I don't stockpile poems. I publish them the moment they are accepted. Sometimes even before they are accepted! The poem might be on the site before its author checks her email.

Acceptance rates are high. But that is because people only know of this magazine if they are readers of BS. And the readers of Bemsha Swing are perhaps the most poetically aware people in the English-speaking world.

I still need quietudinous poems. That is, poems by card-carrying SoQ poets who might feel the need to write a poem that's not suited for the Iowa Review. How about it, C. Dale?
Check out new work at The Duplications. Tom King and Jack Kimball. And now Gary Sullivan as well.


Don't miss the David Perry presentation at the Poetics seminar tomorrow. Email me for details.


No brilliant poetical observations today. The well is dry. Except I'm wondering how personality gets created on the page. That's the great enigma. Is anything worse than "tone" deafness in a writer? Such as, someone sounding bombastic (or whatever) and not realizing it? That lack of self-awareness?

10 oct 2005

I'm still with the Monk marathon. The Carnegie Hall concert with Coltrane is out of this world. This group--with [NOT] Wilbur Ware and Shadow Wilson--is one of the best ever.


If poetry were only that, (whatever that is for you) you wouldn't be interested in it in the first place. Poetry that doesn't have any of what you look for in poetry. That goes beyond just saying you don't like a particular style of poetry.

9 oct 2005

Don't forget Monk's birthday tomorrow. We at Bemsha Swing take this day very seriously. I suggest listening to WKCR's all day Monk extravaganza. You can pick up the mp3 stream on the internet like I do, if you don't live in NYC.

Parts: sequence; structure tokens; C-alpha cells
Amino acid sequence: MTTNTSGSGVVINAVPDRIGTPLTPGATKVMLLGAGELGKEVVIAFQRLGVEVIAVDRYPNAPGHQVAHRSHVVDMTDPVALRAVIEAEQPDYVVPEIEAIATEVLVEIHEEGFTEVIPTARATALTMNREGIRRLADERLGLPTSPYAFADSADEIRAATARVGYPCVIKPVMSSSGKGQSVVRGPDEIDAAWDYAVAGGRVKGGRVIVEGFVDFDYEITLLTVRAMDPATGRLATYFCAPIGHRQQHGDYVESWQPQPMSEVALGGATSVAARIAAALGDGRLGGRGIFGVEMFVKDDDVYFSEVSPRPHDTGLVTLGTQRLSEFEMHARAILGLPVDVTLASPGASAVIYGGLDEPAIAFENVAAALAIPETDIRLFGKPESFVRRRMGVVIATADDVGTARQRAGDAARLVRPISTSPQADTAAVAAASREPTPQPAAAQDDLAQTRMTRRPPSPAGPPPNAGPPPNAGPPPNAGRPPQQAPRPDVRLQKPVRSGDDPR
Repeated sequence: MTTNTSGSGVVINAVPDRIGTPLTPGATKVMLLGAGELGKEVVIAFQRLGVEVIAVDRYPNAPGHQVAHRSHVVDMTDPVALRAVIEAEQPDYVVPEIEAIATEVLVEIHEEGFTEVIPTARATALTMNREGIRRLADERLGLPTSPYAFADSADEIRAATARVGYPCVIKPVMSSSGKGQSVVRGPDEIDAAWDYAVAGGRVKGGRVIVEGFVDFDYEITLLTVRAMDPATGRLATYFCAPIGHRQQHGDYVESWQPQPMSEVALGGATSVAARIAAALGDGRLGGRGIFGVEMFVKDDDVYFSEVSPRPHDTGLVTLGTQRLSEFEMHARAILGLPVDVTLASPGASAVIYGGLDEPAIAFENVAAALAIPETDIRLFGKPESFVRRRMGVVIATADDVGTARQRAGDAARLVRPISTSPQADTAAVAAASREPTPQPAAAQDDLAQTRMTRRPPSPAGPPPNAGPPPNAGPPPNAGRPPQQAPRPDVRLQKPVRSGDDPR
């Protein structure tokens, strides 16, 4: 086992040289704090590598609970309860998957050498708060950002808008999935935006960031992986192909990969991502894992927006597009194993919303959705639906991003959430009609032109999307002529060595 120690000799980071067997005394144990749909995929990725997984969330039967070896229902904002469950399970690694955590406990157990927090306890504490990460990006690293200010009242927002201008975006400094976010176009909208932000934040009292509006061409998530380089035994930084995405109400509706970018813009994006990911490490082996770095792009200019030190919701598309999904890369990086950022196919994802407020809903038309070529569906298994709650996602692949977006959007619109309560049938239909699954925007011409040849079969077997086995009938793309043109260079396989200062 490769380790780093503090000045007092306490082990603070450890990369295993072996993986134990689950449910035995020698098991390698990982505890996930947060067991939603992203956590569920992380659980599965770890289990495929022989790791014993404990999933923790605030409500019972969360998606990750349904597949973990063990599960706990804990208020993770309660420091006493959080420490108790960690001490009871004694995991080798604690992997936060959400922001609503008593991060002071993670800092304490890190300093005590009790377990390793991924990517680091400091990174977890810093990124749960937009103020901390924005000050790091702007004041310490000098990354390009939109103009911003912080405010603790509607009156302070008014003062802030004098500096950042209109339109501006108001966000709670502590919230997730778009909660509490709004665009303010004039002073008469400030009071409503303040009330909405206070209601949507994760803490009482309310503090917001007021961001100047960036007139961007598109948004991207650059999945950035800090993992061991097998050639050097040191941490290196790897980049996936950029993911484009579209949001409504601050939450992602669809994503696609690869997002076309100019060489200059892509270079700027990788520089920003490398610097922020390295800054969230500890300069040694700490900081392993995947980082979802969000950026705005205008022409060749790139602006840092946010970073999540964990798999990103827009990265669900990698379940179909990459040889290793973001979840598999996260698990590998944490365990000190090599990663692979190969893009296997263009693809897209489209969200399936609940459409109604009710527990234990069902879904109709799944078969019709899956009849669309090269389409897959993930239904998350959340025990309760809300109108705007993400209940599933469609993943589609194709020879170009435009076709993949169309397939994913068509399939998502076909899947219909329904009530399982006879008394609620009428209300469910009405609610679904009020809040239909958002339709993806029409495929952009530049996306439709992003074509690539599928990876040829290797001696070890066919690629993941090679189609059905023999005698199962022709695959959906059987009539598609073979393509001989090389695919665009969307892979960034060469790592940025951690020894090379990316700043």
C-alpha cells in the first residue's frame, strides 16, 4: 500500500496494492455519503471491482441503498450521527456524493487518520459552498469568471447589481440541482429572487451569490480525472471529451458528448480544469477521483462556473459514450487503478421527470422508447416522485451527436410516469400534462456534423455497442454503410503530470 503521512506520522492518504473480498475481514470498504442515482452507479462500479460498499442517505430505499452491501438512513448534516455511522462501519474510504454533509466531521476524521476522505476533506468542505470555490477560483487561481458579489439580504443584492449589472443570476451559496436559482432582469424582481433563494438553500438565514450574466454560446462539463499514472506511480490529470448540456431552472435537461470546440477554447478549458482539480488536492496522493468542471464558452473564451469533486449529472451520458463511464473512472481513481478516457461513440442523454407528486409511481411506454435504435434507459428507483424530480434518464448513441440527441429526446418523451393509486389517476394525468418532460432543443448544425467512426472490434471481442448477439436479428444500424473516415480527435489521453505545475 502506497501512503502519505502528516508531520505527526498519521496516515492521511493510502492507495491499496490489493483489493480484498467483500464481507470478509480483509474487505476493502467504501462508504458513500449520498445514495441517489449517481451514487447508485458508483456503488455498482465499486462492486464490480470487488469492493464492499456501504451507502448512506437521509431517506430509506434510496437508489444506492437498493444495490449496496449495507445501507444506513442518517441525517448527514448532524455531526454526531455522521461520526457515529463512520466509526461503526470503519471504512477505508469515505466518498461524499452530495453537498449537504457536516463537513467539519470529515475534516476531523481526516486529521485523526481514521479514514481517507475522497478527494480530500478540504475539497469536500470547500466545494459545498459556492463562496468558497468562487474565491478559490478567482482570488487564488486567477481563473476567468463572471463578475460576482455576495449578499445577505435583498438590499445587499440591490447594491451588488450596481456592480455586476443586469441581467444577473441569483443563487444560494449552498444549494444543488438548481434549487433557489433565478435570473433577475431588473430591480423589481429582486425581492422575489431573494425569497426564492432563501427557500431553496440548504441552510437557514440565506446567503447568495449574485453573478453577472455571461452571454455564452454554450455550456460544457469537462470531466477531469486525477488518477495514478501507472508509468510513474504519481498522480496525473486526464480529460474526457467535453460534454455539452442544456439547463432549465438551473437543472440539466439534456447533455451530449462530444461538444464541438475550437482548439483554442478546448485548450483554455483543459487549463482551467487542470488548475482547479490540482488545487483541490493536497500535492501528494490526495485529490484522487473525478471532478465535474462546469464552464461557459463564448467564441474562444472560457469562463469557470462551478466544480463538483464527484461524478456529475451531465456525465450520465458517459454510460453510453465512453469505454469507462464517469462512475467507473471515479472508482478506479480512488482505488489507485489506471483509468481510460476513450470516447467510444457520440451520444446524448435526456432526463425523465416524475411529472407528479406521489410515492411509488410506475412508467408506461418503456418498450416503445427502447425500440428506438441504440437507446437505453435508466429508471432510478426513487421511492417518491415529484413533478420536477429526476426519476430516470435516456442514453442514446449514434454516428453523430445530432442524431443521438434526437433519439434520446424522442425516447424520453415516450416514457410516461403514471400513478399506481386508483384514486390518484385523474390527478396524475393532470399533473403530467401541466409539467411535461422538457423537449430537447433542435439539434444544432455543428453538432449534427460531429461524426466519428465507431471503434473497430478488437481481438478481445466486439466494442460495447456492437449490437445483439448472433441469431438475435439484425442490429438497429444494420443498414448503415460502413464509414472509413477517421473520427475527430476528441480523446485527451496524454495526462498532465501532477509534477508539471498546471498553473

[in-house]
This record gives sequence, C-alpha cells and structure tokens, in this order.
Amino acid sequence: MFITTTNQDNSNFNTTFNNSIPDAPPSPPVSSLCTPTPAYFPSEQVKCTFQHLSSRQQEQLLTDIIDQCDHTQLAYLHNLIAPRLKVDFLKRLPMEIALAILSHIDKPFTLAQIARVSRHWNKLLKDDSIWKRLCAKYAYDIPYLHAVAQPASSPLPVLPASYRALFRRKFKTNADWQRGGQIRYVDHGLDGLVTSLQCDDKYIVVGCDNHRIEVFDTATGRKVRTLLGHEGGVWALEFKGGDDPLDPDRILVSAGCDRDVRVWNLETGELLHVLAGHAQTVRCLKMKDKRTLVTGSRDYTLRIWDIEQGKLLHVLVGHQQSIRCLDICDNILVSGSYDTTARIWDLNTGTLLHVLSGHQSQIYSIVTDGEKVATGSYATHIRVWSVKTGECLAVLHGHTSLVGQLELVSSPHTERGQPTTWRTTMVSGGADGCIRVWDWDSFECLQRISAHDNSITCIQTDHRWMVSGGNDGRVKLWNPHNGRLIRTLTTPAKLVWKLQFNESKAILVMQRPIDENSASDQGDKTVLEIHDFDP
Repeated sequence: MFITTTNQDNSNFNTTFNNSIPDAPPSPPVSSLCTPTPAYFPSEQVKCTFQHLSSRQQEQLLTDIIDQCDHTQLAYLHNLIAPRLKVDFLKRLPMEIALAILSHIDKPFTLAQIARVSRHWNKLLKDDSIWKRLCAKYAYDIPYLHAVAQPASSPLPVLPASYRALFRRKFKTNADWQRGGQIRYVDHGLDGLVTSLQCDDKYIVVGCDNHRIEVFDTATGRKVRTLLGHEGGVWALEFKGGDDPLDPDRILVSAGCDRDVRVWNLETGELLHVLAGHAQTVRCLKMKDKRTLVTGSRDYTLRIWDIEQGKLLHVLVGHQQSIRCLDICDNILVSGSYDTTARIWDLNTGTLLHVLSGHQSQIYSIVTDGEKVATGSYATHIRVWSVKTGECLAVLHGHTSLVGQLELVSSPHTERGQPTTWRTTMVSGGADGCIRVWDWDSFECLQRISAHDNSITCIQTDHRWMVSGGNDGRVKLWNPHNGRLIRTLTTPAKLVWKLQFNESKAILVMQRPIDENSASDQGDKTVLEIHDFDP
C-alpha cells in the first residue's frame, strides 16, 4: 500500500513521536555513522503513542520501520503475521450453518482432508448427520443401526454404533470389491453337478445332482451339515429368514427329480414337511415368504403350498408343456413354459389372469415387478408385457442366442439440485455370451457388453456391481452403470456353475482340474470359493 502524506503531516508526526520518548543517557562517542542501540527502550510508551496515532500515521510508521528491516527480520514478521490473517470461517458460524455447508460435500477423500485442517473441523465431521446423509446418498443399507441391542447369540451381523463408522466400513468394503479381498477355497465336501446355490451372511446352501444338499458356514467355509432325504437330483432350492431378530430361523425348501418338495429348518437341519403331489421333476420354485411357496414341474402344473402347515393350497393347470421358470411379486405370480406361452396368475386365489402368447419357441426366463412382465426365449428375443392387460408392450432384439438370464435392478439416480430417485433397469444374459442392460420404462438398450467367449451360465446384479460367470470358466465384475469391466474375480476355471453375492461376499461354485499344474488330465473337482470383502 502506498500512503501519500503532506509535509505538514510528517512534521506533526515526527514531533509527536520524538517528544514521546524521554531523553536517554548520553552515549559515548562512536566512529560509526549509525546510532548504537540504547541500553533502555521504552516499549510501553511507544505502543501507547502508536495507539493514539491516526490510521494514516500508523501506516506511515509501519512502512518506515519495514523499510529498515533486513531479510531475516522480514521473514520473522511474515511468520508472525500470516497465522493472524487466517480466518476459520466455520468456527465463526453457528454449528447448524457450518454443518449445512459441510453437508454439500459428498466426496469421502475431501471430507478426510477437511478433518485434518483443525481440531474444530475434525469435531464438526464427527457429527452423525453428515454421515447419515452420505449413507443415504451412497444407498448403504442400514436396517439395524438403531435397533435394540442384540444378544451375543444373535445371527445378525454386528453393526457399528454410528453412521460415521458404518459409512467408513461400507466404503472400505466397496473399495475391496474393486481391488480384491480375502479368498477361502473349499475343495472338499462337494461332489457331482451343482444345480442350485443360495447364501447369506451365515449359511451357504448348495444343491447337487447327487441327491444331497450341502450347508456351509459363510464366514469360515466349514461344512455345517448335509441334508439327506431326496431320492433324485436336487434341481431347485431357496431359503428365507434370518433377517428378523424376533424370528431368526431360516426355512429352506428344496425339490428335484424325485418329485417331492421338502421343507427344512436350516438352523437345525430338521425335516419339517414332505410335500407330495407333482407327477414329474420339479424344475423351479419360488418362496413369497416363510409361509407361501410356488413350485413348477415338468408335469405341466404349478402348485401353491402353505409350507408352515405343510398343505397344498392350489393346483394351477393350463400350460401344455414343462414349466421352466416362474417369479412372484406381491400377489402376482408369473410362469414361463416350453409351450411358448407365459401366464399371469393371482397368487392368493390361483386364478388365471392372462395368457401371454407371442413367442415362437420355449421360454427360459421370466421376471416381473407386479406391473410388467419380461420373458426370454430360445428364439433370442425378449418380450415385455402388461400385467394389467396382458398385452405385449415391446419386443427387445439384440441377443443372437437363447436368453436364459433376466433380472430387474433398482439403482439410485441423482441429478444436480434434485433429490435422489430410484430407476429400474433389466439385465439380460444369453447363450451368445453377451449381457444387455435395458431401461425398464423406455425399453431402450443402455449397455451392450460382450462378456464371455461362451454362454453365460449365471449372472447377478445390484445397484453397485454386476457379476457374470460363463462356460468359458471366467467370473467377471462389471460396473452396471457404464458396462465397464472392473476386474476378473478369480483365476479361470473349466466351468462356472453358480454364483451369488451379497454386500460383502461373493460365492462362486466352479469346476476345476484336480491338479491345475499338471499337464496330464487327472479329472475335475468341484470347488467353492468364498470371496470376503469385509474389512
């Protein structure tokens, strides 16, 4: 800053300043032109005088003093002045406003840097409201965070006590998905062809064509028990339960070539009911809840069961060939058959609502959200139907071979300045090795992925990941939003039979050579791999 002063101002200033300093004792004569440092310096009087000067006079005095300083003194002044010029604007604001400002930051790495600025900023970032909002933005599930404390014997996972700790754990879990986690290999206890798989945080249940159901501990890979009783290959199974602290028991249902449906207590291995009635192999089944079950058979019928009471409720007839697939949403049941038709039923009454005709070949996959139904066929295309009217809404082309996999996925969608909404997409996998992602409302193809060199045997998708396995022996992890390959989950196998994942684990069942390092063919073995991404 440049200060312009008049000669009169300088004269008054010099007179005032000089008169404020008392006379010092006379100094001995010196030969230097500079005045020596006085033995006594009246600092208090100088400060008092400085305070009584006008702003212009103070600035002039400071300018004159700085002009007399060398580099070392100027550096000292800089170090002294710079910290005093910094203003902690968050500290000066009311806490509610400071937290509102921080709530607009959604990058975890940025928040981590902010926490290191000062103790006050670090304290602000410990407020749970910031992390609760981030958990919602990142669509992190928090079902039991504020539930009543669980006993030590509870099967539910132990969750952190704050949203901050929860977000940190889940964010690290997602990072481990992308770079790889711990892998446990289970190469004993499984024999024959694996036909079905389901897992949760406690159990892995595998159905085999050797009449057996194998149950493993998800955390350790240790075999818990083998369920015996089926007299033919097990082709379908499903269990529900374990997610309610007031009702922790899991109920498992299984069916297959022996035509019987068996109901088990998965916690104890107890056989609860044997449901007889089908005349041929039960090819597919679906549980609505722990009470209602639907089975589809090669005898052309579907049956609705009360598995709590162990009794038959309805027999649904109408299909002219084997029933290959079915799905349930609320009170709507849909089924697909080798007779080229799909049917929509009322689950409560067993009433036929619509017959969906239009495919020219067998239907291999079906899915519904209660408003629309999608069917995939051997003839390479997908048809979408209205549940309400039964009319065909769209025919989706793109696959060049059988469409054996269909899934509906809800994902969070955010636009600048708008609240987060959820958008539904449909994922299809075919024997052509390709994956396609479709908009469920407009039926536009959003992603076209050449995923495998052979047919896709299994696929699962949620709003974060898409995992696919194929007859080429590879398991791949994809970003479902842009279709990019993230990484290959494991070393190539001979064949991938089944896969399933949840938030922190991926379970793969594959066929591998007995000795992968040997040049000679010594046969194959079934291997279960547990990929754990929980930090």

Much of my poetry is based on cognitive distortions. I never attempt to present a "best self" as poetic persona. Rather, a self that is even more befuddled by reality than I am, angrier, more splenetic.


For example, fetishes. Investing more in some object than it's real value would suggest. I dislike the moralism that condemns fetishes and wants us to weigh everything according to its "true" value. The distortion itself has poetic value. Plus, I like the inversion of importance inherent in fetishism, its metonymic torsion.


Got a copy of Vanitas in the mail, a good publication edited by Vincent Katz. Check it out, it has Davis, Piombino, Gardner, Gordon, Sala, among others. Thanks to whoever told Vincent to send this my way.

7 oct 2005

At The Duplications there are new poems by Tony Towle, Daniel Shapiro, and Laura Carter. Your submissions are also welcome.

6 oct 2005

I am increasingly interested in language as it actually already exists rather than language as it is dressed up for various "poetic" uses. That is, I like poems that make use of the ways in which language is already alive and poetic, rather than those that view ordinary language as insufficient and attempt to remedy this situation.

I do like artificial poetic languages too. That is, languages that set themselves up deliberately in opposition to ordinary speech and would never be confused with it. But I like them exaggeratedly artificial. I don't like, so much, a poetic language that excludes the vitality of speech by being more "formal" in register, yet still pretends to a sort of "naturalness." Poetry with a lot of markers of poetic genre (similes and the like). To me that's the worst of two worlds. In other words, I like Creeley and Keats, but not so much Wordsworth.

5 oct 2005

A very charming woman named Birdie taped some poems from me this morning on the phone for Mipo radio and Mipoesías.com.
I got WKCR back, just in time for a special on Bill Dixon, a trumpet player of whom I was utterly ignorant until today. This is very humbling, but exciting too. It's nice to know you can still discover new things.